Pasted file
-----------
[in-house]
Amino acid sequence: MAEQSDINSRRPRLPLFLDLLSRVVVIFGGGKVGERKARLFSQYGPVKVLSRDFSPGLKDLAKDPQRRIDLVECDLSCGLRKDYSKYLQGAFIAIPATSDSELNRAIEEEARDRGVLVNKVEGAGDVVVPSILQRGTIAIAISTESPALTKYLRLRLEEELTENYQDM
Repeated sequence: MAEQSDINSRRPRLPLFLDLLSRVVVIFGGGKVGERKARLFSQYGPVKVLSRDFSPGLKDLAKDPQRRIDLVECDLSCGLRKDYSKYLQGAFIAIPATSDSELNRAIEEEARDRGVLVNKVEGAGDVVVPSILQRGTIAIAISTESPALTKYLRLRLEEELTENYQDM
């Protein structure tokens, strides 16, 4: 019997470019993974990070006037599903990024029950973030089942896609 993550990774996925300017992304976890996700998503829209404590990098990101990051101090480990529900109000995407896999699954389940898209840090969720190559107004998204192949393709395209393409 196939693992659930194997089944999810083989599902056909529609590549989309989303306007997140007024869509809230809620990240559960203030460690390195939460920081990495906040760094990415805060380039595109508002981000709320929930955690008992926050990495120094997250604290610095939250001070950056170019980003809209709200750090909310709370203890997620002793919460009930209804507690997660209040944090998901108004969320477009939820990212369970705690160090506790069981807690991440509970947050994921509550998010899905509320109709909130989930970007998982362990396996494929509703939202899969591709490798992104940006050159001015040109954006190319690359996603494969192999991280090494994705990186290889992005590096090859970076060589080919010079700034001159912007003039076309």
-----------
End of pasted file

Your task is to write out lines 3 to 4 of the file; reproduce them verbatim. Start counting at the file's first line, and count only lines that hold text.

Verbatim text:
Repeated sequence: MAEQSDINSRRPRLPLFLDLLSRVVVIFGGGKVGERKARLFSQYGPVKVLSRDFSPGLKDLAKDPQRRIDLVECDLSCGLRKDYSKYLQGAFIAIPATSDSELNRAIEEEARDRGVLVNKVEGAGDVVVPSILQRGTIAIAISTESPALTKYLRLRLEEELTENYQDM
């Protein structure tokens, strides 16, 4: 019997470019993974990070006037599903990024029950973030089942896609 993550990774996925300017992304976890996700998503829209404590990098990101990051101090480990529900109000995407896999699954389940898209840090969720190559107004998204192949393709395209393409 196939693992659930194997089944999810083989599902056909529609590549989309989303306007997140007024869509809230809620990240559960203030460690390195939460920081990495906040760094990415805060380039595109508002981000709320929930955690008992926050990495120094997250604290610095939250001070950056170019980003809209709200750090909310709370203890997620002793919460009930209804507690997660209040944090998901108004969320477009939820990212369970705690160090506790069981807690991440509970947050994921509550998010899905509320109709909130989930970007998982362990396996494929509703939202899969591709490798992104940006050159001015040109954006190319690359996603494969192999991280090494994705990186290889992005590096090859970076060589080919010079700034001159912007003039076309």